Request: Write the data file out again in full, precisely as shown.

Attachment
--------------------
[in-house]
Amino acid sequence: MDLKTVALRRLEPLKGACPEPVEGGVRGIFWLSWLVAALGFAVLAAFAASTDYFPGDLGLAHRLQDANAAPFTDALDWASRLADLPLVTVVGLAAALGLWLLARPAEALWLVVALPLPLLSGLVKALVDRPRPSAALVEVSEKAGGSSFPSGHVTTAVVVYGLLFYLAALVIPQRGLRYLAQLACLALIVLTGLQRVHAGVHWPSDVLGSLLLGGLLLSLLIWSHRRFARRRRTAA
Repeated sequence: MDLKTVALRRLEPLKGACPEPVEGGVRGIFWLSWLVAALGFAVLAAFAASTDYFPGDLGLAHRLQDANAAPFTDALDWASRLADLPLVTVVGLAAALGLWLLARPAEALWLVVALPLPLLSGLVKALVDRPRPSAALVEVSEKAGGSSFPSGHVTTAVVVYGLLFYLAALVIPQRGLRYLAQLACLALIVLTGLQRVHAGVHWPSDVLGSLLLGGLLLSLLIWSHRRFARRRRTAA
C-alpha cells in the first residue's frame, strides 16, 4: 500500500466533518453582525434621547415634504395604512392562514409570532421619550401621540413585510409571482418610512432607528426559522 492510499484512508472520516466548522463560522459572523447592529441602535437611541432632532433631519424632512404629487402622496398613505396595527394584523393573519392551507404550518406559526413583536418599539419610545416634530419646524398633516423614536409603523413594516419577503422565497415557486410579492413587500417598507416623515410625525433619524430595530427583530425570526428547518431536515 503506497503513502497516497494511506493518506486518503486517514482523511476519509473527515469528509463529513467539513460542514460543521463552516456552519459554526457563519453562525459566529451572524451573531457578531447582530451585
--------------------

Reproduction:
[in-house]
Amino acid sequence: MDLKTVALRRLEPLKGACPEPVEGGVRGIFWLSWLVAALGFAVLAAFAASTDYFPGDLGLAHRLQDANAAPFTDALDWASRLADLPLVTVVGLAAALGLWLLARPAEALWLVVALPLPLLSGLVKALVDRPRPSAALVEVSEKAGGSSFPSGHVTTAVVVYGLLFYLAALVIPQRGLRYLAQLACLALIVLTGLQRVHAGVHWPSDVLGSLLLGGLLLSLLIWSHRRFARRRRTAA
Repeated sequence: MDLKTVALRRLEPLKGACPEPVEGGVRGIFWLSWLVAALGFAVLAAFAASTDYFPGDLGLAHRLQDANAAPFTDALDWASRLADLPLVTVVGLAAALGLWLLARPAEALWLVVALPLPLLSGLVKALVDRPRPSAALVEVSEKAGGSSFPSGHVTTAVVVYGLLFYLAALVIPQRGLRYLAQLACLALIVLTGLQRVHAGVHWPSDVLGSLLLGGLLLSLLIWSHRRFARRRRTAA
C-alpha cells in the first residue's frame, strides 16, 4: 500500500466533518453582525434621547415634504395604512392562514409570532421619550401621540413585510409571482418610512432607528426559522 492510499484512508472520516466548522463560522459572523447592529441602535437611541432632532433631519424632512404629487402622496398613505396595527394584523393573519392551507404550518406559526413583536418599539419610545416634530419646524398633516423614536409603523413594516419577503422565497415557486410579492413587500417598507416623515410625525433619524430595530427583530425570526428547518431536515 503506497503513502497516497494511506493518506486518503486517514482523511476519509473527515469528509463529513467539513460542514460543521463552516456552519459554526457563519453562525459566529451572524451573531457578531447582530451585